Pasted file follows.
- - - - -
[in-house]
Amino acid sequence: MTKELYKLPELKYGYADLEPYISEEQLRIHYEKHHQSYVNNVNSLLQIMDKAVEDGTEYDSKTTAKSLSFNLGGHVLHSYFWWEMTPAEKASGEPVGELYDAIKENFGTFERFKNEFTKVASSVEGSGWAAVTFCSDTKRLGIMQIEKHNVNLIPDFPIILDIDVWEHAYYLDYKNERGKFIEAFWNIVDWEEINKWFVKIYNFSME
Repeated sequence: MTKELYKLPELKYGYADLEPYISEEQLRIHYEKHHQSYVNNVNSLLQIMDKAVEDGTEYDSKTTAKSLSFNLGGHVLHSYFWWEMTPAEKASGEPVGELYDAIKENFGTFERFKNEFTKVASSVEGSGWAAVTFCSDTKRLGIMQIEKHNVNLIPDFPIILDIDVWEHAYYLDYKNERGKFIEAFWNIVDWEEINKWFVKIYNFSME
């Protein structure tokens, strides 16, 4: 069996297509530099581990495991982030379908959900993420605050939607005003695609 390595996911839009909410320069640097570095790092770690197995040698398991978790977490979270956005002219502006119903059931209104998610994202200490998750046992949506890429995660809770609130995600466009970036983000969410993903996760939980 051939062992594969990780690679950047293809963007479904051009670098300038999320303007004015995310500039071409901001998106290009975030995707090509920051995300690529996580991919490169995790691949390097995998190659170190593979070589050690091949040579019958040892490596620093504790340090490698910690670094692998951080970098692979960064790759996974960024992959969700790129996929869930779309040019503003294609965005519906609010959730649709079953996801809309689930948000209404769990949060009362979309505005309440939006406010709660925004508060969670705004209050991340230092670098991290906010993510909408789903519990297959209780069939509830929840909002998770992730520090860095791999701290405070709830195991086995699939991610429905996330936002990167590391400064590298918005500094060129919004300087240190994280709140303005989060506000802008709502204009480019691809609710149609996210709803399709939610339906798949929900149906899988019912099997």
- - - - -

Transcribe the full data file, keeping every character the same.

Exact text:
[in-house]
Amino acid sequence: MTKELYKLPELKYGYADLEPYISEEQLRIHYEKHHQSYVNNVNSLLQIMDKAVEDGTEYDSKTTAKSLSFNLGGHVLHSYFWWEMTPAEKASGEPVGELYDAIKENFGTFERFKNEFTKVASSVEGSGWAAVTFCSDTKRLGIMQIEKHNVNLIPDFPIILDIDVWEHAYYLDYKNERGKFIEAFWNIVDWEEINKWFVKIYNFSME
Repeated sequence: MTKELYKLPELKYGYADLEPYISEEQLRIHYEKHHQSYVNNVNSLLQIMDKAVEDGTEYDSKTTAKSLSFNLGGHVLHSYFWWEMTPAEKASGEPVGELYDAIKENFGTFERFKNEFTKVASSVEGSGWAAVTFCSDTKRLGIMQIEKHNVNLIPDFPIILDIDVWEHAYYLDYKNERGKFIEAFWNIVDWEEINKWFVKIYNFSME
């Protein structure tokens, strides 16, 4: 069996297509530099581990495991982030379908959900993420605050939607005003695609 390595996911839009909410320069640097570095790092770690197995040698398991978790977490979270956005002219502006119903059931209104998610994202200490998750046992949506890429995660809770609130995600466009970036983000969410993903996760939980 051939062992594969990780690679950047293809963007479904051009670098300038999320303007004015995310500039071409901001998106290009975030995707090509920051995300690529996580991919490169995790691949390097995998190659170190593979070589050690091949040579019958040892490596620093504790340090490698910690670094692998951080970098692979960064790759996974960024992959969700790129996929869930779309040019503003294609965005519906609010959730649709079953996801809309689930948000209404769990949060009362979309505005309440939006406010709660925004508060969670705004209050991340230092670098991290906010993510909408789903519990297959209780069939509830929840909002998770992730520090860095791999701290405070709830195991086995699939991610429905996330936002990167590391400064590298918005500094060129919004300087240190994280709140303005989060506000802008709502204009480019691809609710149609996210709803399709939610339906798949929900149906899988019912099997």